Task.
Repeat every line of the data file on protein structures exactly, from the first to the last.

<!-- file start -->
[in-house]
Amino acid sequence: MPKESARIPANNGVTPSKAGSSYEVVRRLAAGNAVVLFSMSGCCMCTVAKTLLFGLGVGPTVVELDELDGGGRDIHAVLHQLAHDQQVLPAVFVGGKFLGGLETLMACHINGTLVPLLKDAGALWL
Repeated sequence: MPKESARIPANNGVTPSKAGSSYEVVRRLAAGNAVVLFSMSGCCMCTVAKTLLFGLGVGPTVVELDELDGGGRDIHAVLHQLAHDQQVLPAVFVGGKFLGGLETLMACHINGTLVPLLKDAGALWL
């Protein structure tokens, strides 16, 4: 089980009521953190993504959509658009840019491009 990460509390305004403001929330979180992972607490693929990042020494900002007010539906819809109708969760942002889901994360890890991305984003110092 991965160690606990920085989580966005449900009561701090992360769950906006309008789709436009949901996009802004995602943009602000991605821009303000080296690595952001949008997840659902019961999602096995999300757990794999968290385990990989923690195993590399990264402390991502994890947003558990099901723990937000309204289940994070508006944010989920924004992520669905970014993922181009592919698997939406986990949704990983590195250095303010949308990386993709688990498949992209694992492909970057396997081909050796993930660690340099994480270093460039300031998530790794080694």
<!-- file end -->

[in-house]
Amino acid sequence: MPKESARIPANNGVTPSKAGSSYEVVRRLAAGNAVVLFSMSGCCMCTVAKTLLFGLGVGPTVVELDELDGGGRDIHAVLHQLAHDQQVLPAVFVGGKFLGGLETLMACHINGTLVPLLKDAGALWL
Repeated sequence: MPKESARIPANNGVTPSKAGSSYEVVRRLAAGNAVVLFSMSGCCMCTVAKTLLFGLGVGPTVVELDELDGGGRDIHAVLHQLAHDQQVLPAVFVGGKFLGGLETLMACHINGTLVPLLKDAGALWL
């Protein structure tokens, strides 16, 4: 089980009521953190993504959509658009840019491009 990460509390305004403001929330979180992972607490693929990042020494900002007010539906819809109708969760942002889901994360890890991305984003110092 991965160690606990920085989580966005449900009561701090992360769950906006309008789709436009949901996009802004995602943009602000991605821009303000080296690595952001949008997840659902019961999602096995999300757990794999968290385990990989923690195993590399990264402390991502994890947003558990099901723990937000309204289940994070508006944010989920924004992520669905970014993922181009592919698997939406986990949704990983590195250095303010949308990386993709688990498949992209694992492909970057396997081909050796993930660690340099994480270093460039300031998530790794080694």